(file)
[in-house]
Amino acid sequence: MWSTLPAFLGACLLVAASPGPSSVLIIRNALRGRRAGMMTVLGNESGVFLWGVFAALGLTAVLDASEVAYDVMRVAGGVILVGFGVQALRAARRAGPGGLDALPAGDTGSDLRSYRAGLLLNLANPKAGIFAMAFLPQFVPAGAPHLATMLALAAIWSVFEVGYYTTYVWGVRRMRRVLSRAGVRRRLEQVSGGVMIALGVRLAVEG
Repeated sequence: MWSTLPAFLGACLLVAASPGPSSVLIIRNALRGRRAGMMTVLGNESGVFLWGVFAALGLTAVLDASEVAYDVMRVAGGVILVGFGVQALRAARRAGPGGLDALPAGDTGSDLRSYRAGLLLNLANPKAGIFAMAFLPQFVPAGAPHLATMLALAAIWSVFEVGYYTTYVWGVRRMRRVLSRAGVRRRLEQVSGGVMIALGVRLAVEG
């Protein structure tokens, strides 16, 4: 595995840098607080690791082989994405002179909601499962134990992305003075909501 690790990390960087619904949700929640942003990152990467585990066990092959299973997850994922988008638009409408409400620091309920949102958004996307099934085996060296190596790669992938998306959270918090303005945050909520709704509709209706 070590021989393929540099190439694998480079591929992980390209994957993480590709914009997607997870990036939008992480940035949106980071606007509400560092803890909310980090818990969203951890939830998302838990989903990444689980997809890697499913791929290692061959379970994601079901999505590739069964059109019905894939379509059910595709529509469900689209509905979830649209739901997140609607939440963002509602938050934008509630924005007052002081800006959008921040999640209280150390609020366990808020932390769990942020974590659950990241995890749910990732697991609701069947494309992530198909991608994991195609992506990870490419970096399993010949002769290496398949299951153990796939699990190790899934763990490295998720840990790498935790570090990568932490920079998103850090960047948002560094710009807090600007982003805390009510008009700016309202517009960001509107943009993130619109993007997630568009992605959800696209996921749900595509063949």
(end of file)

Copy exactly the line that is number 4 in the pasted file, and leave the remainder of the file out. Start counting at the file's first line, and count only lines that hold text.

């Protein structure tokens, strides 16, 4: 595995840098607080690791082989994405002179909601499962134990992305003075909501 690790990390960087619904949700929640942003990152990467585990066990092959299973997850994922988008638009409408409400620091309920949102958004996307099934085996060296190596790669992938998306959270918090303005945050909520709704509709209706 070590021989393929540099190439694998480079591929992980390209994957993480590709914009997607997870990036939008992480940035949106980071606007509400560092803890909310980090818990969203951890939830998302838990989903990444689980997809890697499913791929290692061959379970994601079901999505590739069964059109019905894939379509059910595709529509469900689209509905979830649209739901997140609607939440963002509602938050934008509630924005007052002081800006959008921040999640209280150390609020366990808020932390769990942020974590659950990241995890749910990732697991609701069947494309992530198909991608994991195609992506990870490419970096399993010949002769290496398949299951153990796939699990190790899934763990490295998720840990790498935790570090990568932490920079998103850090960047948002560094710009807090600007982003805390009510008009700016309202517009960001509107943009993130619109993007997630568009992605959800696209996921749900595509063949």